The Fear of Fingerprints
Among European foreign correspondents based in the United States there is an uproar. Returning from their homelands after their end-of-the-year vacations, for the first time in history many had the unsavory experience of being asked at the border to provide their fingerprints and their pictures.
Most European countries are among the 28 nations whose citizens are theoretically exempted by the Homeland Security Department from having to comply with U.S.-VISIT, the just-introduced program of finger-scanning and photographing foreign nationals coming to the United States.
When going through customs at John F. Kennedy airport in New York, Enrico Pedemonte, U.S. correspondent for L'Espresso, Italy's leading newsweekly, was curtly asked to put his index finger onto an electronic scanner. Pedemonte then had to turn his head toward a hidden camera to have his mug shot taken.
"I don't have anything to hide and I don't fear any particular retribution from this request. It was, however, very unsettling to have to be fingerprinted like a criminal after life-long honesty and compliance with the laws both in my home country and here in the U.S.," Pedemonte says, when reached at his office in New York. "In addition, wasn't this supposed to be the land of the free speech?"
Pedemonte says he finds it "discriminatory" for the rest of the world that 28 countries are being excluded from the provision. And, he adds, finger-scanning journalists, even if only foreign correspondents, "may be the first step of an initiative directed at muting the freedom of press."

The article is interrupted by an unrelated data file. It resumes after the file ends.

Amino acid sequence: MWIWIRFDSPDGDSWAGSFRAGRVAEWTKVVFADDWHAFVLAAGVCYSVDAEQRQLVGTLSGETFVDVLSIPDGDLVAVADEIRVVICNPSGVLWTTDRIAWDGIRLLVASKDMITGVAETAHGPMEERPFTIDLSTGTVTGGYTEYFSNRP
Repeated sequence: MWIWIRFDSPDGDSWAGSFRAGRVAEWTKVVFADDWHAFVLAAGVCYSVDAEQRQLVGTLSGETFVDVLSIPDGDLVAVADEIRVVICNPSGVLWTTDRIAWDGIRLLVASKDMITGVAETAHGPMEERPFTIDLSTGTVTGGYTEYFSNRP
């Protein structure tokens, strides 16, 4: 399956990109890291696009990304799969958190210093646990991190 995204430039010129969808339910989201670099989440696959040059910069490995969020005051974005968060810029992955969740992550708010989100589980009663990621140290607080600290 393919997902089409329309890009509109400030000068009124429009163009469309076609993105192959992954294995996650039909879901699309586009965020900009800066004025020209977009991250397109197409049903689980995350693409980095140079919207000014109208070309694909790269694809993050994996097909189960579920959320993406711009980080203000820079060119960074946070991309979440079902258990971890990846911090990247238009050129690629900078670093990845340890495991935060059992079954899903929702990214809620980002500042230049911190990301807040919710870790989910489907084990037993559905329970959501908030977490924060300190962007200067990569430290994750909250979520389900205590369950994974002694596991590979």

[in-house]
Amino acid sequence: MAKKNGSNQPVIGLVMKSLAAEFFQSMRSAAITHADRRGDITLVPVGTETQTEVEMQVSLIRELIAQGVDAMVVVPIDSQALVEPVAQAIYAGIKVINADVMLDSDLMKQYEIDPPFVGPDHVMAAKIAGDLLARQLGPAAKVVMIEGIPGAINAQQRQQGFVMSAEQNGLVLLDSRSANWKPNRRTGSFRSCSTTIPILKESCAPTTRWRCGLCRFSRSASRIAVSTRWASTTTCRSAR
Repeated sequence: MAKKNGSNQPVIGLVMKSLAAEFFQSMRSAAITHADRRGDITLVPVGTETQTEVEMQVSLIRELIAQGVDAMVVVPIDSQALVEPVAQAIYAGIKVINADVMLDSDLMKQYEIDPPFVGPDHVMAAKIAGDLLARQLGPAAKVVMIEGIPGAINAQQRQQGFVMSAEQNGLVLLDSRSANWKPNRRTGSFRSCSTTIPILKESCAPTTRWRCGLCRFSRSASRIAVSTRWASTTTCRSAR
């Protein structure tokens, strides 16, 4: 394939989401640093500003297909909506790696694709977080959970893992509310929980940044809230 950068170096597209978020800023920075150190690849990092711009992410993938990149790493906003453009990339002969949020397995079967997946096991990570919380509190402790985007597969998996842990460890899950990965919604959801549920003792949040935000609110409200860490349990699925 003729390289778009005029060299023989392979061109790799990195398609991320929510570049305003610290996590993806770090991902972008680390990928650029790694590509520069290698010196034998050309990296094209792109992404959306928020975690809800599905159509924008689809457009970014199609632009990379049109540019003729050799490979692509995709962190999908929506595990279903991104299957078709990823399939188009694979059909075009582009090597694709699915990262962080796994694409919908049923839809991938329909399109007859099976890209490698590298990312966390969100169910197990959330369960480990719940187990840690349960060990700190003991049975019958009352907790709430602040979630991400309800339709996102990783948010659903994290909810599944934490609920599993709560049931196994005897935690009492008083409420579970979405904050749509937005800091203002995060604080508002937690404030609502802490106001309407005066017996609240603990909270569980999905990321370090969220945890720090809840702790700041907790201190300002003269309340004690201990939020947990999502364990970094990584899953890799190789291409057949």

Pedemonte's reaction isn't unique or peculiar. Phones have been ringing off the hook at foreign media offices in the U.S. In the countries in which journalists are represented by trade associations, like in Italy, trade representatives are being asked to put pressure on the State Department to see that the fingerprinting program for foreign journalists is put to an end.
However, the problem isn't only with journalists coming from those 28 countries. Inquiries directed to the Department of Homeland Security and the State Department by some Italian correspondents in the U.S. revealed that other categories of citizens from other countries coming on a visa to the U.S. will be fingerprinted and photographed regardless of their country of origin. This means that scientific researchers, students, businesspeople, as well as journalists -- basically anyone who has a visa -- coming from those exempted countries will be asked to comply with the new tracking program.
The visa-waiver program only applies to nationals from those countries who come to the United States for less than 90 days on work or as tourists.
"This will affect the ability of the U.S. to keep its leading position in science, business and technology if foreign professionals coming to or dealing with the U.S. have to fear for their welfare," says another European foreign correspondent living in the United States who did not wish to be identified.
Many media professionals, some foreign journalists note, were fingerprinted in Italy and France during the fascist era. That practice led many to self-censor for fear of retaliation if they wrote anything critical of the regime. Some ended up in jail. Others, in a bid to save themselves, turned into the regime's rubber-stampers, or worse, into spies for the fascists. Today, some journalists fear that the new finger-scanning and photographing could have a similar chilling effect.
Paolo Pontoniere is the U.S. correspondent for Focus, Italy's leading monthly magazine.